Tablet weaving makes a strong, supple belt and is known to have been used for belts, such as the Belt of Erik of Pomerania. The extant belts are typically silk and very fancy -- unsurprising, seeing as this is what caused them to be kept and survive. However, there are some bits of tablet weaving from the London digs that are less fancy and are of a suitable width to be used as a 14th Century belt.

I chose find accession no. 594 (Fig 100B, p. 133 of 'Textiles and Clothing, 1150-1450'). It was found in trench III of the Custom House (CUS73) site, a waterfront revetment dump dating to the first half of the 14th Century. It is a 220 mm x 8.5 mm strip of silk tablet weaving, cut at both ends. Both warp and weft are Z/S-ply spun silk that is currently dark reddish-brown and tested negatively for dye residues. In the above book (p. 137), the weave is described as follows:

12 four-holed tablets. The 2 edge tablets (i.e. one on each side) were continuously given
a 1/4 turn forwards, 4 alternate tablets in the centre were given two 1/4 turns forward
followed by two 1/4 turns backwards while the other four alternate tablets were turned in
opposition. This resulted in a double-faced weave with a diagonal twill effect.

By alternate it means 'every other'. There is also obviously an error, because it says there were 12 tablets in total - one edge tablet on each side (two in total), four in the centre turning F/F/B/B and four in the centre turning B/B/F/F. Four plus four plus two does not equal 12. Looking at the image in the book (p. 133), it is clear that there are in fact two edge/border tablets on each side and that each edge pair is threaded as S/Z (or Z/S).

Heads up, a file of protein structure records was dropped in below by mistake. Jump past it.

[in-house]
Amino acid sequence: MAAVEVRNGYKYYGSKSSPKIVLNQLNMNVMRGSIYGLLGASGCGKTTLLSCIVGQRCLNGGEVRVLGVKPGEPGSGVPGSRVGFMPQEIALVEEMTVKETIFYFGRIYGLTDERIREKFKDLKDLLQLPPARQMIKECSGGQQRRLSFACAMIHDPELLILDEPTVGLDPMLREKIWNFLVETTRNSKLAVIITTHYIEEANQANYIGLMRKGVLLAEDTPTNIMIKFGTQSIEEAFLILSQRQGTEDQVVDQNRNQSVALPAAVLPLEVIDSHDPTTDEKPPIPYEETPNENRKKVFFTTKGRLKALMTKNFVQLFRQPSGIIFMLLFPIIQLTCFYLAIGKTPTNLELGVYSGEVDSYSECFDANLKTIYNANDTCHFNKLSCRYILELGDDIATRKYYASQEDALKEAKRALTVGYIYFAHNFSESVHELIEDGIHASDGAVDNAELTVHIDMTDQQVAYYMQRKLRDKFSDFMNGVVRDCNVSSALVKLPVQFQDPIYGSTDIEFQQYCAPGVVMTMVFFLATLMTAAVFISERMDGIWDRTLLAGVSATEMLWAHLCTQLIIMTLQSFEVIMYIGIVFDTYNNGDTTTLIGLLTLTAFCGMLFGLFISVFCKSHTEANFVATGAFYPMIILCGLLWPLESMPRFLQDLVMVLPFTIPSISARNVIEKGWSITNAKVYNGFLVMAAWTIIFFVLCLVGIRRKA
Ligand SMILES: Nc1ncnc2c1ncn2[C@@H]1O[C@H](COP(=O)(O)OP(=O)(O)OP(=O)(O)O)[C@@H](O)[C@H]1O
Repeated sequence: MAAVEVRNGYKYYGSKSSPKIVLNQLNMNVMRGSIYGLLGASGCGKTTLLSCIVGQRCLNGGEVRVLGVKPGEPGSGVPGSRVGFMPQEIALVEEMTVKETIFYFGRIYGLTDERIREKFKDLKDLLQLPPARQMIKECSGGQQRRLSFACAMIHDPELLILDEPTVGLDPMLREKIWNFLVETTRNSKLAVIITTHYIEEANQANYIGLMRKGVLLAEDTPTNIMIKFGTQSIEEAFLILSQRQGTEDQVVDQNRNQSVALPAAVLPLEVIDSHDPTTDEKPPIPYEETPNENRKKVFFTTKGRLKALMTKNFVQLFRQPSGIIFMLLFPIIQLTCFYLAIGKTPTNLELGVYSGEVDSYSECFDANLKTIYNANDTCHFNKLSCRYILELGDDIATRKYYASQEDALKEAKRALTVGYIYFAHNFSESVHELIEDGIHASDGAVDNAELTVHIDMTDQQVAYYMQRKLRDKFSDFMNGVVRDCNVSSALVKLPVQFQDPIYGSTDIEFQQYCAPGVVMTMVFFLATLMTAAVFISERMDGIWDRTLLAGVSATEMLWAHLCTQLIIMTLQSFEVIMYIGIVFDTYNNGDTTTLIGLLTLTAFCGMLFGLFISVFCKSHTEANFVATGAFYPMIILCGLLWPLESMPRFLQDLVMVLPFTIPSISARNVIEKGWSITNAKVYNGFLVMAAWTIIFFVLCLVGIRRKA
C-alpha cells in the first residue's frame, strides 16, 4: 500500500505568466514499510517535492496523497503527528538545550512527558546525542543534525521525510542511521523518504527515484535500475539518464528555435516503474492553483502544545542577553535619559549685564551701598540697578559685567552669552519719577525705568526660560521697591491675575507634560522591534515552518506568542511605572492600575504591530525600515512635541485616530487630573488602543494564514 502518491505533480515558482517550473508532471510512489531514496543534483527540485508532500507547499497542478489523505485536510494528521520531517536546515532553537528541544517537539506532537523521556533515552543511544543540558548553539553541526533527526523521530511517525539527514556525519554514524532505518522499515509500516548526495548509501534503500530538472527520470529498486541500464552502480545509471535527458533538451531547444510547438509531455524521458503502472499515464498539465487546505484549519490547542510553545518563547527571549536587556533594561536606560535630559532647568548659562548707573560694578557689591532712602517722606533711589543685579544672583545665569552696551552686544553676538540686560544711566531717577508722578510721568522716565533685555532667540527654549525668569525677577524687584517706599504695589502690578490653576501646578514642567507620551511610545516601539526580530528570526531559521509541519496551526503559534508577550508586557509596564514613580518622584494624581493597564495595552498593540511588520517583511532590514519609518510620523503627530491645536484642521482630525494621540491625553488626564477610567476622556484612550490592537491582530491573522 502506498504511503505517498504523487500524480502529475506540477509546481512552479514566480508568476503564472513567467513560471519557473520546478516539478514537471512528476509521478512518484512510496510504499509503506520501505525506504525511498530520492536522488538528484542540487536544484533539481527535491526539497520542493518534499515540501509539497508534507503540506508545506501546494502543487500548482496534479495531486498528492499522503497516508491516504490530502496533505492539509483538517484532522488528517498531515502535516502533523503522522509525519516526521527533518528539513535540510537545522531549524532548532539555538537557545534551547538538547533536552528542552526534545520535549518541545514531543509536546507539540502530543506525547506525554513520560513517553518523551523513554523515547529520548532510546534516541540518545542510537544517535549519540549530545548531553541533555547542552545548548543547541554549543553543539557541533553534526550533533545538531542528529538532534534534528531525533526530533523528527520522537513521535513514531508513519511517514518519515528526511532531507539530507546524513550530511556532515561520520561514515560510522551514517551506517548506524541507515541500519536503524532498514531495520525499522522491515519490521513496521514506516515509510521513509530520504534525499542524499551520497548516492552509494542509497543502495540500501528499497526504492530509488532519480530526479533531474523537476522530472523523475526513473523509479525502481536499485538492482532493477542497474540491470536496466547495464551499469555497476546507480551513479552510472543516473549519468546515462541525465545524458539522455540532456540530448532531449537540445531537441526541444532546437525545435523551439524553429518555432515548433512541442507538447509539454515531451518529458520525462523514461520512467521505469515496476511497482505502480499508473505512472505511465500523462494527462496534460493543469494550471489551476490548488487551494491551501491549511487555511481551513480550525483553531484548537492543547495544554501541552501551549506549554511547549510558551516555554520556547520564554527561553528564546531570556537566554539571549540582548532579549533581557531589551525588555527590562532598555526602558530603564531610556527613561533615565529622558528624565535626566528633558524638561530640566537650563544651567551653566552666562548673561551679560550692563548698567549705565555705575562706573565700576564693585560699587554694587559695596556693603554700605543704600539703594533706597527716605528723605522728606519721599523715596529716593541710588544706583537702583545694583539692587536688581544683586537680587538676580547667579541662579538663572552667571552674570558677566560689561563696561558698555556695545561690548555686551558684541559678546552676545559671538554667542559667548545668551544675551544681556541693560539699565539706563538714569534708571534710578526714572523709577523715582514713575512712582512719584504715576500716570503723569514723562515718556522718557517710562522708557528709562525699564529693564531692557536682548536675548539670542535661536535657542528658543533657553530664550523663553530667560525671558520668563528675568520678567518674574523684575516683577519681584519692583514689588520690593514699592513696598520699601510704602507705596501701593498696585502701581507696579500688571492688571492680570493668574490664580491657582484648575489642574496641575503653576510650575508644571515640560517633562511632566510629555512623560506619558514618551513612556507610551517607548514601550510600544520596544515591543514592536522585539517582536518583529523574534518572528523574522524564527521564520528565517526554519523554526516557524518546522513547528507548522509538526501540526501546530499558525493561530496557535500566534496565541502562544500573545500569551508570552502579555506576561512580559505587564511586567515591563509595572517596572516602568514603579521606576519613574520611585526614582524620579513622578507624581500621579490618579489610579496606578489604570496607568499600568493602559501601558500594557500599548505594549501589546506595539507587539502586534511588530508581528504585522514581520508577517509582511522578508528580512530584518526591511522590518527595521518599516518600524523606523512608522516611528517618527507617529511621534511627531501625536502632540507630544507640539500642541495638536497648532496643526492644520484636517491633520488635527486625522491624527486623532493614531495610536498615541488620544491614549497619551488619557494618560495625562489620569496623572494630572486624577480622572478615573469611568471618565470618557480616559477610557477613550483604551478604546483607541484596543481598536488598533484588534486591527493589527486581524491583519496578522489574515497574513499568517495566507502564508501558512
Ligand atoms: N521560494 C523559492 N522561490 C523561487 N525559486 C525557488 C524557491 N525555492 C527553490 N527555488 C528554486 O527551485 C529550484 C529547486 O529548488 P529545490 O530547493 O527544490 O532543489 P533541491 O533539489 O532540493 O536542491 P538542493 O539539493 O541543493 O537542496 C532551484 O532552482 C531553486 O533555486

Instead of following the book's suggestion of weaving the centre using two packs (one turning F/F/B/B and the other turning B/B/F/F), I instead used tablet threading to essentially reverse the twist being put into every other tablet. So, I set up the tablets as follows:

S/Z _ S/Z/S/Z/S/Z/S/Z _ S/Z

(I have marked the border tablets apart from the central pattern tablets for clarity.)

I then turned the centre tablets F/F/B/B repeatedly throughout the entire band. I turned the border tablets continuously forwards, as suggested by the book. However, when twist build-up became excessive I flipped them to Z/S, to reverse the twist. You could, of course, not flip them but instead turn them continuously backwards to reverse the twist if that is your preferred method.

Using an unbleached, undyed plyed linen thread, this produced a nice belt.

At around 11 mm width, it's not quite as fine as the original find. However, it's a nice belt width.

As you can see, I chose to make the ends tasseled. This was not an attempt to copy the original find (which, after all, is simply cut, quite possibly in preparation for its disposal). I chose to do this as I wanted a very plain belt -- just knotted, with no buckle. Whilst I could have hemmed the end of the tablet weaving, this often ends up quite bulky and the ends can often fray free of the stitching. The short tassel, however, is easy to make, hard-wearing and doesn't add bulk or affect the drape.